Landry’s will go public after merger with Fast Acquisition

The restaurant conglomerate, along with the gaming company Golden Nugget, will be valued at $6.6 billion after the deal is complete.
Landry's IPO
Photograph: Shutterstock

Landry’s is going public again.

The Houston-based collection of casual and upscale restaurants, along with Golden Nugget casinos, has agreed to merge with the blank-check company Fast Acquisition in a deal that will value the company at $6.6 billion.

Institutional investors have agreed to invest $1.2 billion in the company at closing, the companies announced.

Once the deal is complete, Landry’s owner Tilman Fertitta will be the controlling shareholder of the company and will own 60% interest in a publicly-traded Landry’s/Golden Nugget. The companies said they don’t anticipate any changes in management as a result of the deal.

Fertitta said in a statement that the deal was “opportunistic” and will help provide opportunities to make more acquisitions.

“After taking the company private in 2010, we accomplished a lot,” Fertitta said in a statement. “However, in today’s opportunistic world, I determined that in order to maximize the opportunities in the gaming, entertainment and hospitality sectors, it was preferable to take my company public.”

Fast Acquisition is a special purpose acquisition company, or a SPAC, formed by the Ruby Tuesday founder Sandy Beall and the investor Doug Jacob. It’s a shell company that takes money from investors and uses it to make an acquisition. In the merger, it takes on the name of the company it acquires, thereby taking that company public. SPACs have been increasingly popular over the past 18 months.

Fast had been targeting a fast-food chain but clearly saw an opportunity with Landry’s/Golden Nugget, a massive collection of brand names. Landry’s operates dozens of restaurant brands including Del Frisco’s, Houlihan’s, McCormick & Schmick’s, Morton’s, Bubba Gump Shrimp Co. and Rainforest Café, among others.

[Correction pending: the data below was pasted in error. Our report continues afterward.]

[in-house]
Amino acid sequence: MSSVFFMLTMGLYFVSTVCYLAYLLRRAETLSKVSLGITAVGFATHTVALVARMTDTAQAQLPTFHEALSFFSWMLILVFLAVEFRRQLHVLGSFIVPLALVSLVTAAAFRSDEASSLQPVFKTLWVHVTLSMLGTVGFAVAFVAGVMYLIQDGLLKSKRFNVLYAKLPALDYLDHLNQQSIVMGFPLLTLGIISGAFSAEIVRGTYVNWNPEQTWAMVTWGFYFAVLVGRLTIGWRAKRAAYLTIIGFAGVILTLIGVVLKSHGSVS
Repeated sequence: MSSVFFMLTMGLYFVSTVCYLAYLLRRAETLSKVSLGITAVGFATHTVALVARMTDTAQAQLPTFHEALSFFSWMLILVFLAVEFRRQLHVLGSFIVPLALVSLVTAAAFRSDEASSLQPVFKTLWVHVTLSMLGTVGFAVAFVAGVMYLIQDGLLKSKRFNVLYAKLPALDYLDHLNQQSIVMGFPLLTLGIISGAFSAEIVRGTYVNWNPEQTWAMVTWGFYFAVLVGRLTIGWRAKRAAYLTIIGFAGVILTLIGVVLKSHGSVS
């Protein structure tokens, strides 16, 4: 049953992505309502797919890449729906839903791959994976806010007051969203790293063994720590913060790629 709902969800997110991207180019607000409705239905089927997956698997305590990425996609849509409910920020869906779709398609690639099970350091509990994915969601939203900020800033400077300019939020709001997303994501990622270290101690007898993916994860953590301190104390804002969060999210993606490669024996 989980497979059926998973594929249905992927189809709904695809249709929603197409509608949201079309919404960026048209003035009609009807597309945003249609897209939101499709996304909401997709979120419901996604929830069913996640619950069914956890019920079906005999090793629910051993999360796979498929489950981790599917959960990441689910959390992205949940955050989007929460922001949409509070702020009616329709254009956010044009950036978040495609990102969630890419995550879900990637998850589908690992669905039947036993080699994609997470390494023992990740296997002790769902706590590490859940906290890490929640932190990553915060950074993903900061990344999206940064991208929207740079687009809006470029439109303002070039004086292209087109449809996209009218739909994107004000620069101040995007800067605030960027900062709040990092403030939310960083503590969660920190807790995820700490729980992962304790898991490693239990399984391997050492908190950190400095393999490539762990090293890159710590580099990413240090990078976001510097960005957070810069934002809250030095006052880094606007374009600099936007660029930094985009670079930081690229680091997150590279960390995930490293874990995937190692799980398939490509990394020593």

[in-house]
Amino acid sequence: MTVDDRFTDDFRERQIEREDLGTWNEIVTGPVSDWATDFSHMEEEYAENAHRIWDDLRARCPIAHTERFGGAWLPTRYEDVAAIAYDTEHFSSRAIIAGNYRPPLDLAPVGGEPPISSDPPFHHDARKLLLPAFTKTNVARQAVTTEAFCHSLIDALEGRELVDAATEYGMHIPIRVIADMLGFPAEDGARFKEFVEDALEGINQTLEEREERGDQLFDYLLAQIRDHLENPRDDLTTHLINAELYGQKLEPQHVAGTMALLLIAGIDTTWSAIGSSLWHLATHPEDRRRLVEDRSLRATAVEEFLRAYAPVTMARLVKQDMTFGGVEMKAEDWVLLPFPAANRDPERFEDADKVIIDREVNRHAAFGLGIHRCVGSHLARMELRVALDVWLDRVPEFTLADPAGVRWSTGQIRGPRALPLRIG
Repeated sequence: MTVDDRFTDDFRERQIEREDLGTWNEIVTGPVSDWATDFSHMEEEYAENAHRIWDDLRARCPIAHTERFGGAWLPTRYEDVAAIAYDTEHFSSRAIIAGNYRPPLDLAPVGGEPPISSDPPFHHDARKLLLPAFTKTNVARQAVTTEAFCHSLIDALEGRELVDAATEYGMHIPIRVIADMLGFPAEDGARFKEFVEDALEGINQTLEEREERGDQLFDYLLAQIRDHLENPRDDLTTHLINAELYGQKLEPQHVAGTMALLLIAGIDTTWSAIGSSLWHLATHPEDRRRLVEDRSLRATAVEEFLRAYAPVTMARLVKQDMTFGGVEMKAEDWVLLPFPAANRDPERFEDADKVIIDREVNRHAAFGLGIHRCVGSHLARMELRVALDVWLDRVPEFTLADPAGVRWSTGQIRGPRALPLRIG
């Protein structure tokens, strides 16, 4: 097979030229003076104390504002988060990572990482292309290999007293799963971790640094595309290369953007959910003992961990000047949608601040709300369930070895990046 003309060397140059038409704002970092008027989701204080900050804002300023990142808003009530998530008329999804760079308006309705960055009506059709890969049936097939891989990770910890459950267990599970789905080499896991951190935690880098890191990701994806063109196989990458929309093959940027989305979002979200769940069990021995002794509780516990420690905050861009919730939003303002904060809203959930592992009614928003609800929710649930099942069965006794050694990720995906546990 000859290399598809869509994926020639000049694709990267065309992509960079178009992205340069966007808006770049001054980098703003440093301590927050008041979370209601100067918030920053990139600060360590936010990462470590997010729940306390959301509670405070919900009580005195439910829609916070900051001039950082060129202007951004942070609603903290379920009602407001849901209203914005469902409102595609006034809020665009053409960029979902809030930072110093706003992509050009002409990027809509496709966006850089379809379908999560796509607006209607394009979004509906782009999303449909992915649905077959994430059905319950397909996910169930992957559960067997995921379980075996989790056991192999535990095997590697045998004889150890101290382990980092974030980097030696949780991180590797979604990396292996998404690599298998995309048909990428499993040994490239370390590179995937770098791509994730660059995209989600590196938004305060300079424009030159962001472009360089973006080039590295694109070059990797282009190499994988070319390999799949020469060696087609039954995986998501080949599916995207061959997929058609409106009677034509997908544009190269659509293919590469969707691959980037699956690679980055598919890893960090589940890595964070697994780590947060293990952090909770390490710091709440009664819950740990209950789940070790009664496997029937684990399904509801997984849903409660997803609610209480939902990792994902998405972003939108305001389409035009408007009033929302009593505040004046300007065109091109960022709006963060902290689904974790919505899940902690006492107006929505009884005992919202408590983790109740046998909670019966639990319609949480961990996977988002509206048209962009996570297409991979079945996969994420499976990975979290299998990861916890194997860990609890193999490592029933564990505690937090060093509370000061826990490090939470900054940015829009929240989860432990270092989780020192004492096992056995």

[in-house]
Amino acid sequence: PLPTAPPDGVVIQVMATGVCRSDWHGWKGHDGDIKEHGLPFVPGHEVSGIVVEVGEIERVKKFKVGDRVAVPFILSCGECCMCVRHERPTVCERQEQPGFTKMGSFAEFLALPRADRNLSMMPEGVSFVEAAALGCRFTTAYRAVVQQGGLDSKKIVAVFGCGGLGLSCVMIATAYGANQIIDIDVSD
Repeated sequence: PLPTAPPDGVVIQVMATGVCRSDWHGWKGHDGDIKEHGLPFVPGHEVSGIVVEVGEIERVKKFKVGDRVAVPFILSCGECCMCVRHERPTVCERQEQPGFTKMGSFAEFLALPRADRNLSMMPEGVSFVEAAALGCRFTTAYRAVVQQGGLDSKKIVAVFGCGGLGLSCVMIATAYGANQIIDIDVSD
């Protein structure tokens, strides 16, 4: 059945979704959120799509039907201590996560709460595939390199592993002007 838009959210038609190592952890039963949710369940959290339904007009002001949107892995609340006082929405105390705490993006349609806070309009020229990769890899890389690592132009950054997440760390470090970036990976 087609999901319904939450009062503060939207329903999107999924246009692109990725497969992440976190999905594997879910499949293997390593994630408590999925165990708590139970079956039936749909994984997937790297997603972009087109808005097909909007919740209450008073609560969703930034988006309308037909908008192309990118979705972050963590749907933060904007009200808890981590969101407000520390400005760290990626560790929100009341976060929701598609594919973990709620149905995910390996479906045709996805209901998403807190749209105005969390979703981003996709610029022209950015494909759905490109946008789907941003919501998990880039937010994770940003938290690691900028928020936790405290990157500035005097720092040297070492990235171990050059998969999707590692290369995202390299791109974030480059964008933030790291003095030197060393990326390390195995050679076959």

The company has been built over the years by a succession of acquisitions—Fertitta specializes in buying restaurant chains at a low price, frequently out of bankruptcy, and cutting their costs. But he also operates several large, high-volume restaurants in tourist spots.

Fertitta had been looking at an IPO but ultimately opted for a SPAC merger—there had been concerns about the amount of debt his companies have taken on over the years to make their deals.

But Fertitta also said that the Fast deal could be accomplished more quickly than a typical IPO. “After I compared the opportunities provided by a transaction with Fast, versus the traditional IPO route, it became abundantly clear that we could access the capital markets with more certainty and speed if we did a deal with Fast,” he said.

According to the announcement, Landry’s locations averaged $5.7 million in sales per restaurant and $1 million in earnings before interest, taxes, depreciation and amortization per location.

The companies said the funds from the $1.2 billion in investment will be used to pay down debt and for general corporate purposes. The deal is expected to close in the second quarter.

“The hospitality industry is experiencing the greatest disruption of our lifetimes and Tilman and his team have remained the premier gaming and restaurant operators in the country,” Jacob said. “We believe this diverse portfolio made up of full-service dining and entertainment concepts combined with pent-up consumer demand will find continued success as a public company.”

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